* Areva declines to reveal identity of new investors
* Areva pursues talks with other potential investors
* Says refinancing plan sent to EU meets criteria
* Calls shareholder meeting for Feb 3, 2017
(Adds detail on liquidity, bridge loan, Areva TA sale)
By Geert De Clercq
PARIS, Dec 15 Third-party investors have made a
firm 500 million euro ($519 million) offer for a combined 10
percent stake in a new nuclear fuel group that will be split off
from Areva, Areva's Chief Executive Philippe Knoche
said on Thursday.
Under a French government-led rescue, Areva is preparing to
split off its uranium mining and nuclear fuel activities into
NewCo, which will get a 3 billion euro capital increase as part
of a 5 billion euro mainly state-funded cash injection.
Knoche said NewCo would be one of the top three players in
the global nuclear fuel industry and has a 33 billion euro order
book, worth eight years of turnover.
He declined to identify the number or identity of the NewCo
investors and said talks were continuing with other third-party
investors about the sale of another minority stake in NewCo.
"We are actively pursuing talks with other third-party
investors," Knoche said.
Areva Chairman Philippe Varin said last month that talks
were under way with China's National Nuclear Corporation (CNNC)
and Japan's Mitsubishi Heavy Industries (MHI) about
taking a stake in NewCo.
Sources familiar with the situation have told Reuters in
recent days that talks were progressing well with Japan's MHI
and JNFL, which manages Japanese nuclear fuel recycling plant
Knoche said that talks with Kazakh investors were not active
at the moment. French media have reported that Kazakh uranium
group Kazatomprom, with whom Areva has partnerships, has also
had talks with Areva about taking a minority stake in NewCo.
Areva said in a statement it had convened a shareholders'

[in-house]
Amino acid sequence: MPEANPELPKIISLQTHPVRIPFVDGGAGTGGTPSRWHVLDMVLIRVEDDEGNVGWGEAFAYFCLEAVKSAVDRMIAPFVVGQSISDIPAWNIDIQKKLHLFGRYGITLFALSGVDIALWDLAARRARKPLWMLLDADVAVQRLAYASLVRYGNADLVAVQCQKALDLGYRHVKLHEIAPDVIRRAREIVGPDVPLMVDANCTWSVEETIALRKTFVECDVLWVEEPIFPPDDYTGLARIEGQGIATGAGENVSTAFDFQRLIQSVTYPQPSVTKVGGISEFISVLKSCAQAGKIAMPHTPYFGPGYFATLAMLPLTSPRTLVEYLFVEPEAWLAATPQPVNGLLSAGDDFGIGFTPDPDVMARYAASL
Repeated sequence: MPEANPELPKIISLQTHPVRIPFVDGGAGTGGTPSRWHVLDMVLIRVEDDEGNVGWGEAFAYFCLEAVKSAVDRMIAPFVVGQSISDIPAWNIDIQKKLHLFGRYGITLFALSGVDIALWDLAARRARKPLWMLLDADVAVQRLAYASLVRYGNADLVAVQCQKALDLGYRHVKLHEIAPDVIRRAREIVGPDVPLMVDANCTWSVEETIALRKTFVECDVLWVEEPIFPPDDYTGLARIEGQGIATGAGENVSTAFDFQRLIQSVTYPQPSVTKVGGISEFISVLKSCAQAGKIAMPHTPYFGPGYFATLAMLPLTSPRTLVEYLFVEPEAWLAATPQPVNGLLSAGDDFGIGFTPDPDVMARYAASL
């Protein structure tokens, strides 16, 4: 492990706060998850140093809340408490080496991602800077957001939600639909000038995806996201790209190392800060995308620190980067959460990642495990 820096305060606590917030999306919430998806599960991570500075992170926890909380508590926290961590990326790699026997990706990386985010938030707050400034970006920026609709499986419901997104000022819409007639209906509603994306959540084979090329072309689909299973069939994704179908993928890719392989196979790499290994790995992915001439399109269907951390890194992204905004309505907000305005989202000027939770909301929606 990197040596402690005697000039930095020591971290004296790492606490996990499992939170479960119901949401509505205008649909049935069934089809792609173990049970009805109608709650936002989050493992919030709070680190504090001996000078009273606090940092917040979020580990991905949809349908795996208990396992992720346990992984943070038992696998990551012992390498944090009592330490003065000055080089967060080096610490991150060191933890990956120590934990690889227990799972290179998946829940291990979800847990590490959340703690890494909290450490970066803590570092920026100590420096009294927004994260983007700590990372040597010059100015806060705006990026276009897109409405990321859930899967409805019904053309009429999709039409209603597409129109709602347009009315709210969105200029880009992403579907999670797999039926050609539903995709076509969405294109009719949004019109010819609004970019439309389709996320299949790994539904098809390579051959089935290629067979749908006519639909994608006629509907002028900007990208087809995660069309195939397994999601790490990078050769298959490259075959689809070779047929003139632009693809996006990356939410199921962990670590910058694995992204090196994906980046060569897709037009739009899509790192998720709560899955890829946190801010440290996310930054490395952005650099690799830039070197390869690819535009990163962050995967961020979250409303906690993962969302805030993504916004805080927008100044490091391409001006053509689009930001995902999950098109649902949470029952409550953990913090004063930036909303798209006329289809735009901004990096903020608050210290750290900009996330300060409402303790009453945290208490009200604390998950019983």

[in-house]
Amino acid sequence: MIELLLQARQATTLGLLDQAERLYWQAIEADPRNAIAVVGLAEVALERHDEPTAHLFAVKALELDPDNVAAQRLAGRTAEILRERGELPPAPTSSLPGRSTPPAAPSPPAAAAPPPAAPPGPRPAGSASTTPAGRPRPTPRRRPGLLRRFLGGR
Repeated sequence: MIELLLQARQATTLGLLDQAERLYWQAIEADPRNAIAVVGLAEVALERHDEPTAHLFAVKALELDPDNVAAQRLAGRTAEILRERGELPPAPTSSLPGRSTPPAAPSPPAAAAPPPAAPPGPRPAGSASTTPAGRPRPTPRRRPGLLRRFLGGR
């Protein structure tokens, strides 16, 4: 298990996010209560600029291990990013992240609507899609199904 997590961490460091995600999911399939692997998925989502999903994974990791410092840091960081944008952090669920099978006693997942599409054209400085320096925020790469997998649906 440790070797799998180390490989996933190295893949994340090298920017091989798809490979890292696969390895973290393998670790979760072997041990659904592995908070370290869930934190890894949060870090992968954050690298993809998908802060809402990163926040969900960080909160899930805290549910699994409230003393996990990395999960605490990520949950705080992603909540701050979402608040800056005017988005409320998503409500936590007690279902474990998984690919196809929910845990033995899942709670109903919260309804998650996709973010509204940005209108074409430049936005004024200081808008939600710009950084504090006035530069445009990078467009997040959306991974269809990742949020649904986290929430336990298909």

meeting on Feb. 3 to approve a planned 2 billion euro capital
increase for parent company Areva SA, subject to the approval of
the European Commission. It will also call a shareholders'
meeting to approve the NewCo capital increase.
Knoche said the French government had on Thursday sent the
Areva restructuring and refinancing programme to the European
Commission, which needs to vet it to ensure it does not violate
EU state aid rules.
"We cannot anticipate the EU's decision, but the dossier is
complete and meets the criteria," Knoche said.
Areva also confirmed its 2016 earnings guidance for cash
burn of 0.6 billion to 0.9 billion euros.
Areva said the capital increase for its parent company and
the sale of its reactor division to state-controlled utility EDF
will ensure the firm's liquidity in 2017. It said it
would not be drawing upon a 1.2 billion euro bridge loan
obtained early in 2016 from a pool of banks.
However, it said if it were to need cash before completion
of the capital increases, it would request a shareholder loan
from the state, which owns about 87 percent of Areva's capital.
The French finance and industry ministries, in a joint
statement, confirmed the government's commitment to the
refinancing operation and its confidence in Areva's management.
Areva also said that it had agreed on Thursday to sell its
naval propulsion and nuclear research reactor unit Areva TA to a
consortium of buyers made up of French state holding company
APE, state nuclear agency CEA and state-controlled military
It did not say how much the consortium would pay for Areva
TA but said the sales of Areva TA and the already agreed sales
of nuclear measurement unit Canberra, offshore wind group Adwen
and its reactor unit Areva NP are expected to yield combined
consolidated income of around 3.2 billion euros.
($1 = 0.9641 euros)
(Reporting by Geert De Clercq; Editing by Susan Fenton)